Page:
Point-of-care (POC) techniques such as rotational thromboelastometry are able to identify markers of coagulopathy which are not reflected by standard assessment of hemostasis (e.g., hyperfibrinolysis).
Thromboelastometry (TEM), previously named rotational thromboelastography (ROTEG) or rotational thromboelastometry (ROTEM), is another version of TEG in which it is the sensor shaft, rather than the cup, that rotates.
Rotational thromboelastometry (ROTEM) is a functional viscoelastometric method for real-time hemostasis testing.
It can differentiate various coagulation abnormalities. For example, increased coagulation activity can be detected as a wider amplitude of tracing (maximal clot firmness [MCF]).
ROTEM analyses were performed at 12, 24, 48, and 72 hours after the onset of aSAH and compared with the preoperative analyses from the control group. A total of 17 patients with aSAH treated in the intensive care unit and 16 control patients were enrolled.
At 72 hours, EXTEM-MCF was significantly greater in patients with aSAH compared with the baseline values of the control group (68.0 mm [interquartile range (IQR), 66.0-71.0] versus 64.5 mm [IQR, 59.5-66.8]; P = 0.024). This was mainly due to increased fibrin formation and fibrin polymerization. The same comparison in the FIBTEM-MCF analysis yielded similar results (aSAH group, 23.0 mm [IQR, 19.0-25.0] vs. control group, 15.4 mm [IQR, 12.5-17.8], respectively; P = 0.001).
Blood coagulation is activated at 72 hours after aSAH onset, which can be detected by ROTEM EXTEM-MCF analysis. Also, the FIBTEM-MCF was elevated, implying that the relative contribution of fibrin formation and fibrin polymerization is essential. 1).
In a study, Naik et al. sought to characterize the coagulation abnormalities encountered in spine surgery and determine whether a ROTEM-guided, protocol-based approach to transfusion reduced blood loss and blood product use and cost. METHODS A hospital database was used to identify patients who had undergone adult deformity correction spine surgery with ROTEM-guided therapy. All patients who received ROTEM-guided therapy (ROTEM group) were matched with historical cohorts whose coagulation status had not been evaluated with ROTEM but who were treated using a conventional clinical and point-of-care laboratory approach to transfusion (Conventional group). Both groups were subdivided into 2 groups based on whether they had received intraoperative tranexamic acid (TXA), the only coagulation-modifying medication administered intraoperatively during the study period. In the ROTEM group, 26 patients received TXA (ROTEM-TXA group) and 24 did not (ROTEM-nonTXA group). Demographic, surgical, laboratory, and perioperative transfusion data were recorded. Data were analyzed by rank permutation test, adapted for the 1:2 ROTEM-to-Conven-tional matching structure, with p < 0.05 considered significant. RESULTS Comparison of the 2 groups in which TXA was used showed significantly less fresh-frozen plasma (FFP) use in the ROTEM-TXA group than in the Conventional-TXA group (median 0 units [range 0-4 units] vs 2.5 units [range 0-13 units], p < 0.0002) but significantly more cryoprecipitate use (median 1 unit [range 0-4 units] in the ROTEM-TXA group vs 0 units [range 0-2 units] in the Conventional-TXA group, p < 0.05), with a nonsignificant reduction in blood loss (median 2.6 L [range 0.9-5.4 L] in the ROTEM-TXA group vs 2.9 L [0.7-7.0 L] in the Conventional-TXA group, p = 0.21). In the 2 groups in which TXA was not used, the ROTEM-nonTXA group showed significantly less blood loss than the Conventional-nonTXA group (median 1 L [range 0.2-6.0 L] vs 1.5 L [range 1.0-4.5 L], p = 0.0005), with a trend toward less transfusion of packed red blood cells (pRBC) (median 0 units [range 0-4 units] vs 1 unit [range 0-9 units], p = 0.09]. Cryoprecipitate use was increased and FFP use decreased in response to ROTEM analysis identifying hypofibrinogen-emia as a major contributor to ongoing coagulopathy.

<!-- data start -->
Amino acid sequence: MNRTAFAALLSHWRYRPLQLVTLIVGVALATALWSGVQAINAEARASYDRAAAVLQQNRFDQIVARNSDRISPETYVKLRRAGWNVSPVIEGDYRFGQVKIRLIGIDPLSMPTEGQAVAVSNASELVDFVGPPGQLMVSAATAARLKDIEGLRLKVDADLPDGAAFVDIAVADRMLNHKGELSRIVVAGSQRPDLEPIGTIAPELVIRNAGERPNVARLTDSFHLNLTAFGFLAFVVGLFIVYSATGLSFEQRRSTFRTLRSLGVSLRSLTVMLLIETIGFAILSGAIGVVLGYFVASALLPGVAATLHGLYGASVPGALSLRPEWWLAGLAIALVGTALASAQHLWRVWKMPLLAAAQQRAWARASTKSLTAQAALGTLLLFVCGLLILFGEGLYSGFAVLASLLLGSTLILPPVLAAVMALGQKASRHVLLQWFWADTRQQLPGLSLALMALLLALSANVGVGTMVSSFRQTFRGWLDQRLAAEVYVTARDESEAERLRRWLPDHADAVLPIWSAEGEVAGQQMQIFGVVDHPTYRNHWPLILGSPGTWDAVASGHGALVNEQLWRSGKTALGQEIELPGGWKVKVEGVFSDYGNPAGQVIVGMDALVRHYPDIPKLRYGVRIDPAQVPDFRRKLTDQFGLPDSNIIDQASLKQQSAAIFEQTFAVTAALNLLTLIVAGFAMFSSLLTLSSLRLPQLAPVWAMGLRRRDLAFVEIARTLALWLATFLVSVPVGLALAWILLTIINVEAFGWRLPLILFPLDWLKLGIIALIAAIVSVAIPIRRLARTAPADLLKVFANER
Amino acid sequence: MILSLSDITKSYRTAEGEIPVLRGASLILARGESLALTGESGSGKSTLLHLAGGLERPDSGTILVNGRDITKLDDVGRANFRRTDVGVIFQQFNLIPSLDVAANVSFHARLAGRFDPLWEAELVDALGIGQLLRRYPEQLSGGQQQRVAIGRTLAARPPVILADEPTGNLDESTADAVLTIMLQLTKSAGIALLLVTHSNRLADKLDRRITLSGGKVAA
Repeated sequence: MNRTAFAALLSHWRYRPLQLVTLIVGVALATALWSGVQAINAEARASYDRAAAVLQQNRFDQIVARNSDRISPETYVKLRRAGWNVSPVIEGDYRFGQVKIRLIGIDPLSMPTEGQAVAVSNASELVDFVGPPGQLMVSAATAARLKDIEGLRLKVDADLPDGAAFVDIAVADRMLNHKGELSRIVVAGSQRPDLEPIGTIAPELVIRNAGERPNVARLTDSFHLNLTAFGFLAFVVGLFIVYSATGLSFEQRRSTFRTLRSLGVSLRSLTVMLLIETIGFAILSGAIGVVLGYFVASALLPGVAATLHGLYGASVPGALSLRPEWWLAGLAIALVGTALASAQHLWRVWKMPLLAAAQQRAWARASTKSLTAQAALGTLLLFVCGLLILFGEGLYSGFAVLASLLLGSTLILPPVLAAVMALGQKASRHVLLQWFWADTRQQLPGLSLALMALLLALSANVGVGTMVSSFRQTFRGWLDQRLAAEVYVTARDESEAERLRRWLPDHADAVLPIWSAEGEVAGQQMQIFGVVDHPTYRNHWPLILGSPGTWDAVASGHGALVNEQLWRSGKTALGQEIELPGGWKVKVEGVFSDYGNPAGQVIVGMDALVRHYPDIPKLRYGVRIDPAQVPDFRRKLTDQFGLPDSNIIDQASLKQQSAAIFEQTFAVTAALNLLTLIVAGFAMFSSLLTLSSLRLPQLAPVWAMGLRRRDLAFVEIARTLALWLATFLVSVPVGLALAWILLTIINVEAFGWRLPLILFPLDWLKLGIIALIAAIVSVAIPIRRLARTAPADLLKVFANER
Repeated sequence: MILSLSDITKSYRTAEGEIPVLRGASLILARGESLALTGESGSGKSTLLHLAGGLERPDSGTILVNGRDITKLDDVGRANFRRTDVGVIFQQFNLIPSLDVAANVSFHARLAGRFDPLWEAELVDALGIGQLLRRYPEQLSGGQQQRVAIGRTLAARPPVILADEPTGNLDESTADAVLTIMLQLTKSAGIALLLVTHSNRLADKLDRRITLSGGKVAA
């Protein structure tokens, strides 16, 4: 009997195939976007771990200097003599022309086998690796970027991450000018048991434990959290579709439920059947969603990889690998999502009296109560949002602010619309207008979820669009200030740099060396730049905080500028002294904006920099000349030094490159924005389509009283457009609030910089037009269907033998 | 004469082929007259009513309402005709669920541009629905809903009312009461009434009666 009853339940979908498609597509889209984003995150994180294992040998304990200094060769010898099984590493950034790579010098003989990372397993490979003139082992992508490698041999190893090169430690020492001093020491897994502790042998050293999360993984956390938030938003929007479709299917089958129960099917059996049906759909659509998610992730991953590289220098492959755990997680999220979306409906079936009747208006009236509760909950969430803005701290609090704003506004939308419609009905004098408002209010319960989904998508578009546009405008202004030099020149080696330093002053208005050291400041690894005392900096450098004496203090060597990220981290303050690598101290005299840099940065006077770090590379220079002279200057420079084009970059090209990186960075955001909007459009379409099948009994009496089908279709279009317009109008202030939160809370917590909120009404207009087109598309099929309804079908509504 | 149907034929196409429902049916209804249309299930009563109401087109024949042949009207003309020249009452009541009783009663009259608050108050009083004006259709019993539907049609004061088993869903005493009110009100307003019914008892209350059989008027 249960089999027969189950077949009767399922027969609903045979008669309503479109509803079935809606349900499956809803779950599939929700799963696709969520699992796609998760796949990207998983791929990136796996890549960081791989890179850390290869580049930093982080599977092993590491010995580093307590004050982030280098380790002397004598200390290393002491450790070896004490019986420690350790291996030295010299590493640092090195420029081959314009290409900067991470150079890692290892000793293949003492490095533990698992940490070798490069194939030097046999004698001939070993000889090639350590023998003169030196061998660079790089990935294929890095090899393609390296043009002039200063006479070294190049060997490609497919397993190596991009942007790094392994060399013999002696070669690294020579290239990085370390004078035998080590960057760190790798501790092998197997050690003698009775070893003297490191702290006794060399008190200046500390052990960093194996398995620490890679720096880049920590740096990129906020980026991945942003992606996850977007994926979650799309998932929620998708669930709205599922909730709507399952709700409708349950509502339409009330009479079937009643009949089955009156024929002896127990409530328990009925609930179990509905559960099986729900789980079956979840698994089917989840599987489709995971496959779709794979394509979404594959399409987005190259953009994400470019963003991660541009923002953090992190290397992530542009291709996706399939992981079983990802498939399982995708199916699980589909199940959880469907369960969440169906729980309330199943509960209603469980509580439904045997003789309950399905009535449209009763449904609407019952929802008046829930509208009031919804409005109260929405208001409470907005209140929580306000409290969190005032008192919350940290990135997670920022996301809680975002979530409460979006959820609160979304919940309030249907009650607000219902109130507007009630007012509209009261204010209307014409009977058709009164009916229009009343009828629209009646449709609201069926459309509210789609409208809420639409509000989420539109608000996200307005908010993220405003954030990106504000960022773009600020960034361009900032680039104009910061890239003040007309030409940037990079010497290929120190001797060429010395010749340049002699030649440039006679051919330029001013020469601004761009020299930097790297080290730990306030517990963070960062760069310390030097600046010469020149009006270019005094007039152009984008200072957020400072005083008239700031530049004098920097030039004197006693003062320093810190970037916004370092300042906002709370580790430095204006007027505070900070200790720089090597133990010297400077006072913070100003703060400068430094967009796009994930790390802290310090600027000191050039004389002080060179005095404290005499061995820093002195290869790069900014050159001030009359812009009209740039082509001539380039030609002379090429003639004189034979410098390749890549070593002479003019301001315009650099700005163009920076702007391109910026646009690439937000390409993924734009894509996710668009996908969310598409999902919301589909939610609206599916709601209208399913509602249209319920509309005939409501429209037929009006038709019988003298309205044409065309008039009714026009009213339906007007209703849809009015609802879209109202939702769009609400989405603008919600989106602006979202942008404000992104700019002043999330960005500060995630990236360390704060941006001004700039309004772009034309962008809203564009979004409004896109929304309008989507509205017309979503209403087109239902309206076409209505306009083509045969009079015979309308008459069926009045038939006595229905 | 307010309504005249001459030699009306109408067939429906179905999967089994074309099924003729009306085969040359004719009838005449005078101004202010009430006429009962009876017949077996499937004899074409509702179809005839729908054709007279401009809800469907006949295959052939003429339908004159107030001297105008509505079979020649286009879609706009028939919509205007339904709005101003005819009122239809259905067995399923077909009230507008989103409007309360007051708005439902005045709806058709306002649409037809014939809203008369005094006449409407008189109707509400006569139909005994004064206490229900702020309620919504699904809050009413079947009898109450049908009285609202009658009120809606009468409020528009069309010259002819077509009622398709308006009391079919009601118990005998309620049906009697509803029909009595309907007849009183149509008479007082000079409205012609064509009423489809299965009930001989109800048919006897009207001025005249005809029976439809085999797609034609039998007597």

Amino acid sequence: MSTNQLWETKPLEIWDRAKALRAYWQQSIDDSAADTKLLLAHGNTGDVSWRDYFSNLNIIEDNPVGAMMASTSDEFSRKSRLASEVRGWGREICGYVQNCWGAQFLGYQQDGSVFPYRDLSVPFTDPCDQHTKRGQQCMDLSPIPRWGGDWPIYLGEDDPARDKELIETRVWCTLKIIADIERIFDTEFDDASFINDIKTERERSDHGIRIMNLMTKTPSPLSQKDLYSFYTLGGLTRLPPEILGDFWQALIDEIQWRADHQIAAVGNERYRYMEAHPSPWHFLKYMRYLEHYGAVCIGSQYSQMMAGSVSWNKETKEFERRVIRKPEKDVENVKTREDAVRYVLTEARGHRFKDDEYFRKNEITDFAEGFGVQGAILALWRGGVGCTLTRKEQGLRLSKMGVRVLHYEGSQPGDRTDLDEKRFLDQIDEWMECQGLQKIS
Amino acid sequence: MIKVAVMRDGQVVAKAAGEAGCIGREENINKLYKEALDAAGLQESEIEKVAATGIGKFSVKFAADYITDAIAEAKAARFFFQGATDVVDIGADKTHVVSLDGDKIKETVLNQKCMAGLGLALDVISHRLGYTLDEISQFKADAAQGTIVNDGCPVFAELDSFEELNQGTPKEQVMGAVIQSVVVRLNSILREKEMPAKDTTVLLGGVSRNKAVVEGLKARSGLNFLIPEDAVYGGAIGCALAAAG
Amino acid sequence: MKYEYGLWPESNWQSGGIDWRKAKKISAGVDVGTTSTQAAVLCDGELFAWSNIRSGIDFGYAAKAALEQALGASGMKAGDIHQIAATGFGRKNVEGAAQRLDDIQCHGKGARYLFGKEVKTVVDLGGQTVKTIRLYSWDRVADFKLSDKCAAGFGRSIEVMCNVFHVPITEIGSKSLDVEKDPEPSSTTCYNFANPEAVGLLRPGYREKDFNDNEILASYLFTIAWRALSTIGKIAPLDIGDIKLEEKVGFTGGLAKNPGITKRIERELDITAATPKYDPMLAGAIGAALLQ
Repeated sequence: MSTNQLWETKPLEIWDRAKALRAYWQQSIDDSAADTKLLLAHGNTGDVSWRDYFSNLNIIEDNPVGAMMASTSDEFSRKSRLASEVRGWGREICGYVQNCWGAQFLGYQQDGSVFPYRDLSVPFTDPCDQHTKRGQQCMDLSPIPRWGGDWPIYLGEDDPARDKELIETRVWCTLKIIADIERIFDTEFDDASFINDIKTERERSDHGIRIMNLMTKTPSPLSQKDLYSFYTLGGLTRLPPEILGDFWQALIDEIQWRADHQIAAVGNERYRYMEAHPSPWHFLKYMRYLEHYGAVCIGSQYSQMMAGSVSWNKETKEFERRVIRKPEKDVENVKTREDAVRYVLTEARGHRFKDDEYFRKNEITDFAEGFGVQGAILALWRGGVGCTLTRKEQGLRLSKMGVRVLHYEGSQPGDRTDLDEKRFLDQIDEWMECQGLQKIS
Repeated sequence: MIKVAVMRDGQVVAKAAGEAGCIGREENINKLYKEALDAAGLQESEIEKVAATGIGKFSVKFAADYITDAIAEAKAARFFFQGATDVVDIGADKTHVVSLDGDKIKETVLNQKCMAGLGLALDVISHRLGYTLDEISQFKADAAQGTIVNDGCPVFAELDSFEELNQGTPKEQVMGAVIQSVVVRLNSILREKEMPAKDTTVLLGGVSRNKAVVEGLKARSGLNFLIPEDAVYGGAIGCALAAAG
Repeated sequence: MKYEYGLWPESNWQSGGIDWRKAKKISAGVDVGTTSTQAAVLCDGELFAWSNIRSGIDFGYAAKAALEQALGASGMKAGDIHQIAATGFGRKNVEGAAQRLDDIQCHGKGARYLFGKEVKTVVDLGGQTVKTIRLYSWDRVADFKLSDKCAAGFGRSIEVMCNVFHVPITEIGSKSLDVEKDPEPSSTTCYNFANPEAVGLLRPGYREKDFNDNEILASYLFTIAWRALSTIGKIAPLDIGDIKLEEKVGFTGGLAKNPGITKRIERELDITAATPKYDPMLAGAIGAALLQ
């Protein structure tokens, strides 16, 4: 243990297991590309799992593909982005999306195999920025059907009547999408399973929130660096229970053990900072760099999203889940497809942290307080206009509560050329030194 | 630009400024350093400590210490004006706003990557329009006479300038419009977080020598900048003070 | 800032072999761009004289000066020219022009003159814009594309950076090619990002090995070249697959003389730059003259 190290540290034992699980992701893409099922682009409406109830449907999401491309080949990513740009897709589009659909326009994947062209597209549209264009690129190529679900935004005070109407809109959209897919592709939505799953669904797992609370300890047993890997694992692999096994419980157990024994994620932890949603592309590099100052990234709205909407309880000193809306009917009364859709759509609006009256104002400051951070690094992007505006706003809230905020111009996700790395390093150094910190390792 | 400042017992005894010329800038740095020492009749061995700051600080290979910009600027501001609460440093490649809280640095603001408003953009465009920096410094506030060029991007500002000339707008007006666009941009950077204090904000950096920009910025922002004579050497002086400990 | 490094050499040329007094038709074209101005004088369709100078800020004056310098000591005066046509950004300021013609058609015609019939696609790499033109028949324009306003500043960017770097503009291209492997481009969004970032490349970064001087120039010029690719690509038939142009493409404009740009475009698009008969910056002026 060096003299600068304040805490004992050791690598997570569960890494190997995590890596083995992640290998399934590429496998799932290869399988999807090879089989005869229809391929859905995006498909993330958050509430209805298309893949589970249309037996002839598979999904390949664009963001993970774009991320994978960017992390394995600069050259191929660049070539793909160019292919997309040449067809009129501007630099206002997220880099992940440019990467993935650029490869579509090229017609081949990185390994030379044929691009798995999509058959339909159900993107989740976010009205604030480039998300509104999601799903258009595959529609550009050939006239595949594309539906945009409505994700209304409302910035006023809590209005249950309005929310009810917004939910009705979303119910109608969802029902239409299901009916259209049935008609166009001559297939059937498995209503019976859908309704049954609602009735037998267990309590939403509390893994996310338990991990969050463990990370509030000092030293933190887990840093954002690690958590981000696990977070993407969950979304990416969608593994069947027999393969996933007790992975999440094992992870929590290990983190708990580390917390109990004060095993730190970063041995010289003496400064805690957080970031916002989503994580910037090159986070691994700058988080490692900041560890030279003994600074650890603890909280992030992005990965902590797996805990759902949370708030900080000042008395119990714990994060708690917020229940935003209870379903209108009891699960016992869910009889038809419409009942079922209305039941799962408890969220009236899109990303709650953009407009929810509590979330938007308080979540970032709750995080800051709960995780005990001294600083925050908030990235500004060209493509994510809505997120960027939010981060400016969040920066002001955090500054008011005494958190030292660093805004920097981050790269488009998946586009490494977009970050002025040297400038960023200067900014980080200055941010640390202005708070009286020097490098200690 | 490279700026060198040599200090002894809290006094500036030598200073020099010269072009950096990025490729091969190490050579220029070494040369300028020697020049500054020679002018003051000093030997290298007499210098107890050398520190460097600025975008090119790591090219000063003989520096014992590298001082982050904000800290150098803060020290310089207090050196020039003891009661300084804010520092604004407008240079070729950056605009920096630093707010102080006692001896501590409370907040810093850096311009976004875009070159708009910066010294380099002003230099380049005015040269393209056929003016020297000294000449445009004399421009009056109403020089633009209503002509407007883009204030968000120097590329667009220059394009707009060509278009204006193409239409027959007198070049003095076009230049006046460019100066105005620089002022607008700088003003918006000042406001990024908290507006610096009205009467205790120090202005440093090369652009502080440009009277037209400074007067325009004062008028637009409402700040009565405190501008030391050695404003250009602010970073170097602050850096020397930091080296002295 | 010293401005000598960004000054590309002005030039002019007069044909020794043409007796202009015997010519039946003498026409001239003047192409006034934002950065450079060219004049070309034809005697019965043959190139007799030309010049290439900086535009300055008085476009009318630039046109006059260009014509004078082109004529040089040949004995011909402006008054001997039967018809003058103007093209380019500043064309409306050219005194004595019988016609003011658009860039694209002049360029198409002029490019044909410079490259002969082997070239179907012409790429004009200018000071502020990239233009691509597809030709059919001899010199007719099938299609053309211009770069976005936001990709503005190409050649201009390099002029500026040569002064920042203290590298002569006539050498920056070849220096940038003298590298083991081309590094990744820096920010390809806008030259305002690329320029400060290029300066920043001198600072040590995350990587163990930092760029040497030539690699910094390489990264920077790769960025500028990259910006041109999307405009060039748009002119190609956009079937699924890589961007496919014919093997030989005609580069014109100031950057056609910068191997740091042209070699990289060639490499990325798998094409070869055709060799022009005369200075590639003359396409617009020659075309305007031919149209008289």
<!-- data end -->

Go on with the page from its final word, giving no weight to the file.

In major spine surgery, ROTEM-guided transfusion allows for standardization of transfusion practices and early identification and treatment of hypofibrinogenemia. Hypofibrinogenemia is an important cause of the coagulopathy encountered during these procedures and aggressive management of this complication is associated with less intraoperative blood loss, reduced transfusion requirements, and decreased transfusion-related cost 2).
In patients with acute brain injury, POC test results have been associated with important outcome parameters such as mortality and need for neurosurgical intervention. POC devices have also been used to rapidly identify and quantify the effects of antithrombotic medication. In cases of life-threatening intracranial hemorrhage, this information can be valuable when deciding over administration of prohemostatic substances or immediate neurosurgical intervention. In elective neurosurgical procedures, POC devices can provide important information when unexpected bleeding occurs or in cases of prolonged operative time with subsequent blood loss. Initial experiences with POC devices in neurosurgical care have shown promising results but further studies are needed to characterize their full potential and limitations 3).